25. Denver Broncos: Jerel Worthy, DT, Michigan State: I had Worthy listed as a Top 5 pick in my mock draft before the season started. He didn’t dominate the Big Ten like I’d imagined he would, but still had a solid season. If anything, it appeared as though he didn’t play at the same level from week to week. Put him on a defense that includes guys like Champ Bailey, Von Miller, D.J. Williams, and Elvis Dumervil, have John Fox coach him up, and I think Worthy’s ready to blossom in Denver.
26. Houston Texans: Michael Floyd, WR, Notre Dame: I can’t speak enough about how impressed I was with the Houston Texans’ defense this season. For the 31st-ranked unit from 2010 to finish the 2011 season ranked in the Top 5 of just about every defensive catetgory — and do so without Mario Williams — that could be the best turnaround story of any team in the league. The Texans have gone with a defensive player in the first round seemingly every year, and in 2011 they spent their first four selections on defensive players. It paid off, as both Brooks Reed and J.J. Watt were stars for the first Texans playoff team in franchise history. I think they go offense in 2012. Michael Floyd suffered an injury in the Champs Sports Bowl that may cost him come draft time, but I still think he’s a first-round pick. Lining up across from Andre Johnson would give Matt Schaub — when he returns next year — an awfully nice 1-2 at wide receiver.
27. New England Patriots (via New Orleans): Melvin Ingram, DE/OLB, South Carolina: With two picks at the end of the first round, don’t be shocked if Bill Belichick does what he usually does and trades down, getting some picks for future drafts in the process. When you know you’re not getting fired and you know you’re always a win-now team, you have the luxury of doing such things. If the Pats keep this pick — which they very well might — look for them to scoop up Ingram, a 6-foot-2, 270-pound pass rusher who could either play the defensive end spot in a 4-3 alignment or outside linebacker in a 3-4. Belichick likes malleable players in his front seven. Ingram’s the type of pass-rushing talent the Patriots would love to add to the mix.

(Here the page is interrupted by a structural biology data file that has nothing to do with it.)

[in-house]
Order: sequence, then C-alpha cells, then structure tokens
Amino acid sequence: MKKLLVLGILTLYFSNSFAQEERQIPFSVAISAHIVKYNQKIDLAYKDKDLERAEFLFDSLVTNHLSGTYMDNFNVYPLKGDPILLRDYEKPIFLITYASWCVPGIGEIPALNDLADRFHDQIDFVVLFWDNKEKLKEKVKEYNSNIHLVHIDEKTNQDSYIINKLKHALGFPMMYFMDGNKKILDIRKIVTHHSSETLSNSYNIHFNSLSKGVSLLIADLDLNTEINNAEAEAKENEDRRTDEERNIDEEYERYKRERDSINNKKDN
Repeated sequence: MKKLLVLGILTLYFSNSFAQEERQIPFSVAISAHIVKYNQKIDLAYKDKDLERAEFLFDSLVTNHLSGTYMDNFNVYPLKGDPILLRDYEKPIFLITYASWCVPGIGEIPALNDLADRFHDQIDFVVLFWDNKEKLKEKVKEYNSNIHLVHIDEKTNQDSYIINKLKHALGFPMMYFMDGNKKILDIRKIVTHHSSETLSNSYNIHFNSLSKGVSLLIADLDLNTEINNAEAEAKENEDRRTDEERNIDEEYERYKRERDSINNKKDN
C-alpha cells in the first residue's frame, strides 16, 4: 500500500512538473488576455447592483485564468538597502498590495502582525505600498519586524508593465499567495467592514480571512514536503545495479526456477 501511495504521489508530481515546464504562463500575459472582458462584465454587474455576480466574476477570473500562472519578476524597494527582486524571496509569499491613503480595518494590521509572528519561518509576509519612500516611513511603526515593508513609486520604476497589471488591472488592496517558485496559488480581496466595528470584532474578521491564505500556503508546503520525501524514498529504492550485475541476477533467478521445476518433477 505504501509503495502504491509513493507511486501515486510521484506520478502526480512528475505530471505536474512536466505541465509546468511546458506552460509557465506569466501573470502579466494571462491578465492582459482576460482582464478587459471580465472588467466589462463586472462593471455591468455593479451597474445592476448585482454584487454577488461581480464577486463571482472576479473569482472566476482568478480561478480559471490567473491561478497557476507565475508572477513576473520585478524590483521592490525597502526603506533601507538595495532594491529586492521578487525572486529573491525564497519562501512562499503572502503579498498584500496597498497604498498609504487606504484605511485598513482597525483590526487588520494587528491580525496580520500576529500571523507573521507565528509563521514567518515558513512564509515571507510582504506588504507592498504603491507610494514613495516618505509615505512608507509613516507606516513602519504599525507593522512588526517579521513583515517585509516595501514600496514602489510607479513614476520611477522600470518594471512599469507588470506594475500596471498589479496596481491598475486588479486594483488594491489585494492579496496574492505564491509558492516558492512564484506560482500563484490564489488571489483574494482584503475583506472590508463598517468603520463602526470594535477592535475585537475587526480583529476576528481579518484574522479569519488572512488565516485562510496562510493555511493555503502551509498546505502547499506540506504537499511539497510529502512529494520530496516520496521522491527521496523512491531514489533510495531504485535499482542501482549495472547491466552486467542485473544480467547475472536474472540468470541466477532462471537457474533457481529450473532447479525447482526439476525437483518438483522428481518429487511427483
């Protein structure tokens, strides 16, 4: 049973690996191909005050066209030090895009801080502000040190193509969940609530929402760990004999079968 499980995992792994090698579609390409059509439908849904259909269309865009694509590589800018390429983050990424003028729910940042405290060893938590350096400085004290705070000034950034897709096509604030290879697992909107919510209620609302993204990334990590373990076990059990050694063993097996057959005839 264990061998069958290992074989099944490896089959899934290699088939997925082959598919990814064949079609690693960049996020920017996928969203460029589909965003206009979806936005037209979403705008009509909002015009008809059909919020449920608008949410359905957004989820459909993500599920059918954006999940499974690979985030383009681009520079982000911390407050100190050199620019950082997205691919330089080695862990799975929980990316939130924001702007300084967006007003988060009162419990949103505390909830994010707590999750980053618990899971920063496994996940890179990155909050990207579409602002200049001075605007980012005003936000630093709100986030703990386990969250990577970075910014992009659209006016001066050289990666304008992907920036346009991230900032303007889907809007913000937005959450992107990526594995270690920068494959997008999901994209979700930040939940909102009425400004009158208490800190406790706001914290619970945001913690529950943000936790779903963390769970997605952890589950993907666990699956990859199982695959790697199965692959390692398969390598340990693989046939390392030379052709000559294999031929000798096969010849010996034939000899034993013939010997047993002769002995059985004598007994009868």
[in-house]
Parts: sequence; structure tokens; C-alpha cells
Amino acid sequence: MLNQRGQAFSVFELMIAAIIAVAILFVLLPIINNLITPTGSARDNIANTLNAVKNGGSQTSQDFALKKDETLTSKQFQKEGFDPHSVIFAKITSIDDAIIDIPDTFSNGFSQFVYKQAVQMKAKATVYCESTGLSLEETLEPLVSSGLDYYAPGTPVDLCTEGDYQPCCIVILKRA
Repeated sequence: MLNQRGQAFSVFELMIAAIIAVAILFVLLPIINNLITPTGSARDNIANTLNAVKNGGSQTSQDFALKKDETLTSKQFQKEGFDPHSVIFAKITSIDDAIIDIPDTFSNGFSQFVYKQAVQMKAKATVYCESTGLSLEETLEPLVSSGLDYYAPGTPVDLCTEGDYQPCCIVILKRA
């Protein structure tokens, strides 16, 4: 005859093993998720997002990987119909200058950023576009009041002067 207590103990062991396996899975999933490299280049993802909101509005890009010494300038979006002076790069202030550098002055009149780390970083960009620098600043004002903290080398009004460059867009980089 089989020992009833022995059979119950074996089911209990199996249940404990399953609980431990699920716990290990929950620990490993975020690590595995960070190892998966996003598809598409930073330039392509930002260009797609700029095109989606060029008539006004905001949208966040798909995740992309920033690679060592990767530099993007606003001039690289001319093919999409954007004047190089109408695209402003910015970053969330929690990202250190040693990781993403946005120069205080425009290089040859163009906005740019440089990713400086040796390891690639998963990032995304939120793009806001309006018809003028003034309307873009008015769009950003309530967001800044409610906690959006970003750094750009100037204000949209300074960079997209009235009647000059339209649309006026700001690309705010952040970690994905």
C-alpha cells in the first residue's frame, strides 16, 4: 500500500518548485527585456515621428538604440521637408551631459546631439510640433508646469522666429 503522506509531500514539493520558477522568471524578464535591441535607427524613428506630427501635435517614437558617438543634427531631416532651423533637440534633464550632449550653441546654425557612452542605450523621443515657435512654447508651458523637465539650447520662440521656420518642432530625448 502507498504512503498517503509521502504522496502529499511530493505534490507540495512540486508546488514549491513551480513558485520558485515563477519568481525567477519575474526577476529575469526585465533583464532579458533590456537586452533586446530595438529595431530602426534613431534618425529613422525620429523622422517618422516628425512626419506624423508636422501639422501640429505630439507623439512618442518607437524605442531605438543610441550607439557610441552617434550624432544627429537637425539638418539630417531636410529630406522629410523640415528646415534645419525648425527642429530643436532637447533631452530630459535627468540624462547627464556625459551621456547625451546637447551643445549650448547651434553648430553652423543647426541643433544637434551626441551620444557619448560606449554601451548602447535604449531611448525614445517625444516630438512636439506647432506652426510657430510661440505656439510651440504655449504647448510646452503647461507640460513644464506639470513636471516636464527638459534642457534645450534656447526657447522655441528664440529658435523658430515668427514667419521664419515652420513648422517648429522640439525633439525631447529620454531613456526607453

28. Green Bay Packers: Fletcher Cox, DT, Mississippi State: It became increasingly obvious as the season went on that the Packers missed Cullen Jenkins’ presence in the middle. With the Giants running all over them Sunday and very little pass rush coming from the inside, look for the Packers to scoop up a defensive tackle who can play the end spot in Dom Capers’ 3-4. I have them going with Cox — a 6-foot-4, 300-pound All-SEC defensive tackle out of Mississippi State. Cox started nearly every game he was in Starkville for Dan Mullen, dominating the line of scrimmage. He’d make an immediate impact in Green Bay.
29. New York Giants: Dont’a Hightower, LB, Alabama: How about those Giants? Listed with 100-1 odds to win the Super Bowl after a loss to the Packers in Week 13, New York’s now two victories away from its second Super Bowl win in four years. The Giants have passed on drafting a linebacker in the first round for many years, going with defensive line and defensive back talent instead. If Hightower — the second-rated inside linebacker talent on my board — is available, they should grab him. A tackling machine out of Nick Saban’s defensive star factory down in Tuscaloosa, he could be an opening-day starter in 2012.
30. Baltimore Ravens: Cordy Glenn, OG, Georgia: With Matt Birk retiring at the end of this season and Ben Grubbs scheduled to hit the free-agent market, the Ravens could have a bit of work to do on their offensive line this offseason. If Glenn slipped all the way to 30th, Ravens fans from Pikesville to Parsonsburg would be awfully happy. A 345-pound beast of a man who can play right away at the next level, Glenn’s a Day One NFL starter. The Ravens defense isn’t getting any younger. I can’t see them passing on Glenn if he slips this far in the first round.
31. San Francisco 49ers: Chase Minnifield, CB, Virginia: Virginia’s become a bit of a cornerback factory over the past few years. UVA corners Chris Cook and Ras-I-Dowling were early NFL picks in the past two years, and Minnifield could go as high as the first round. The son of former Browns Pro Bowler Frank Minnifield, Chase Minnifield’s been a star for Mike London’s Virginia Cavaliers the past two years. A smart, disciplined corner, Minnifield had 13 interceptions during his time in Charlottesville, often going up against the opposing team’s No. 1 wideout. At 6 feet, 185 pounds, he has the brains, size and speed to be a special player at the next level. The 49ers defensive backfield played above expectations in 2011. Adding Minnifield to the mix would only make an already great defense better.
32. New England Patriots: Mohamed Sanu, WR, Rutgers: Bill Belichick knows Rutgers football, and I’m certain he knows what Mohamed Sanu brings to the table. In addition to being a fan of Greg Schiano’s work in Piscataway, Belichick’s son played long center for the Scarlet Knights in 2011. What Belichick likely saw this season from Rutgers was an offense that was entirely built around Sanu, a 6-foot-2 playmaker who can do it all. Sanu had 104 catches this season and more than 200 in three seasons at Rutgers. The Patriots’ offense doesn’t need any more young playmakers, but with two picks in the first round, look for Belichick to scoop up a guy he’s likely quite familiar with.